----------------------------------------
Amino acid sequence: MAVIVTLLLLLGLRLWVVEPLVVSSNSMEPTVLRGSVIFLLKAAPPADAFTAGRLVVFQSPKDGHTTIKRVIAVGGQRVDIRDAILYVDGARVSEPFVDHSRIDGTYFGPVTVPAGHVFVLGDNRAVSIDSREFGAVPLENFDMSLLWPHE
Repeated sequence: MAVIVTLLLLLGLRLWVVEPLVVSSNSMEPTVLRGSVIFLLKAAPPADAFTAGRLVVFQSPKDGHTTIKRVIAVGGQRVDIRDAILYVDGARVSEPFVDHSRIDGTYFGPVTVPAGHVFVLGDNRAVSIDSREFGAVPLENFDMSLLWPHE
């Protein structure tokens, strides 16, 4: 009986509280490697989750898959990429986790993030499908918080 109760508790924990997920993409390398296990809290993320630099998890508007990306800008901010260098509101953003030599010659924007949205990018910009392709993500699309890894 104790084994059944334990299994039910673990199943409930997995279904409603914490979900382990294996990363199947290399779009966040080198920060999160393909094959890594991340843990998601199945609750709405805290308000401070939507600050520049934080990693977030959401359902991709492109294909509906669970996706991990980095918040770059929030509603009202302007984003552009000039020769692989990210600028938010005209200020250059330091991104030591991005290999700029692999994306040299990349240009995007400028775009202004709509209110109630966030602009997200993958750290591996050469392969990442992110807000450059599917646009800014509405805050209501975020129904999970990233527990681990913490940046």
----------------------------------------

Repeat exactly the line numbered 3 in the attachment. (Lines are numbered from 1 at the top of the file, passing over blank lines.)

């Protein structure tokens, strides 16, 4: 009986509280490697989750898959990429986790993030499908918080 109760508790924990997920993409390398296990809290993320630099998890508007990306800008901010260098509101953003030599010659924007949205990018910009392709993500699309890894 104790084994059944334990299994039910673990199943409930997995279904409603914490979900382990294996990363199947290399779009966040080198920060999160393909094959890594991340843990998601199945609750709405805290308000401070939507600050520049934080990693977030959401359902991709492109294909509906669970996706991990980095918040770059929030509603009202302007984003552009000039020769692989990210600028938010005209200020250059330091991104030591991005290999700029692999994306040299990349240009995007400028775009202004709509209110109630966030602009997200993958750290591996050469392969990442992110807000450059599917646009800014509405805050209501975020129904999970990233527990681990913490940046």